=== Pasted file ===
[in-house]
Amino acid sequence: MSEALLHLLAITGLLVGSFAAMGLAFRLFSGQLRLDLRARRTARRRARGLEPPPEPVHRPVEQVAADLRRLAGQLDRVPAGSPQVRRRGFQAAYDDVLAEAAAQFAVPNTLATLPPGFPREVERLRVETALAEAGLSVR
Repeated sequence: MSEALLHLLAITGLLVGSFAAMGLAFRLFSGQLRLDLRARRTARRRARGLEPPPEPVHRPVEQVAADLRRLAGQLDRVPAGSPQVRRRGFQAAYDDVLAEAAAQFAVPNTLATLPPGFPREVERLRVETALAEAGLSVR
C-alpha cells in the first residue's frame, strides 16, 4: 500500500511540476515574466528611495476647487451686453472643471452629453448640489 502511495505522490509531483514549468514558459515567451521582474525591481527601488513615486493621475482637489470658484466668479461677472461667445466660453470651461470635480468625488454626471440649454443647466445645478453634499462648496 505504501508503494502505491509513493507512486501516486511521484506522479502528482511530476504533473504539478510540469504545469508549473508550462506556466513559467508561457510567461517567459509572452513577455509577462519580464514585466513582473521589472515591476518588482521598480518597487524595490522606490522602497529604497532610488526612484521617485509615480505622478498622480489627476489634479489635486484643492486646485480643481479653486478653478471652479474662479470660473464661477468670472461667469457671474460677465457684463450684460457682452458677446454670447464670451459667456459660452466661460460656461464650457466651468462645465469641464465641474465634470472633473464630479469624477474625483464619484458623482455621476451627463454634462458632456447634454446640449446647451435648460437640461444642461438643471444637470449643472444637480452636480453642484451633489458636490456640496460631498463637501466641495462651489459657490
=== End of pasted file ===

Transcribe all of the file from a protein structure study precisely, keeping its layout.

[in-house]
Amino acid sequence: MSEALLHLLAITGLLVGSFAAMGLAFRLFSGQLRLDLRARRTARRRARGLEPPPEPVHRPVEQVAADLRRLAGQLDRVPAGSPQVRRRGFQAAYDDVLAEAAAQFAVPNTLATLPPGFPREVERLRVETALAEAGLSVR
Repeated sequence: MSEALLHLLAITGLLVGSFAAMGLAFRLFSGQLRLDLRARRTARRRARGLEPPPEPVHRPVEQVAADLRRLAGQLDRVPAGSPQVRRRGFQAAYDDVLAEAAAQFAVPNTLATLPPGFPREVERLRVETALAEAGLSVR
C-alpha cells in the first residue's frame, strides 16, 4: 500500500511540476515574466528611495476647487451686453472643471452629453448640489 502511495505522490509531483514549468514558459515567451521582474525591481527601488513615486493621475482637489470658484466668479461677472461667445466660453470651461470635480468625488454626471440649454443647466445645478453634499462648496 505504501508503494502505491509513493507512486501516486511521484506522479502528482511530476504533473504539478510540469504545469508549473508550462506556466513559467508561457510567461517567459509572452513577455509577462519580464514585466513582473521589472515591476518588482521598480518597487524595490522606490522602497529604497532610488526612484521617485509615480505622478498622480489627476489634479489635486484643492486646485480643481479653486478653478471652479474662479470660473464661477468670472461667469457671474460677465457684463450684460457682452458677446454670447464670451459667456459660452466661460460656461464650457466651468462645465469641464465641474465634470472633473464630479469624477474625483464619484458623482455621476451627463454634462458632456447634454446640449446647451435648460437640461444642461438643471444637470449643472444637480452636480453642484451633489458636490456640496460631498463637501466641495462651489459657490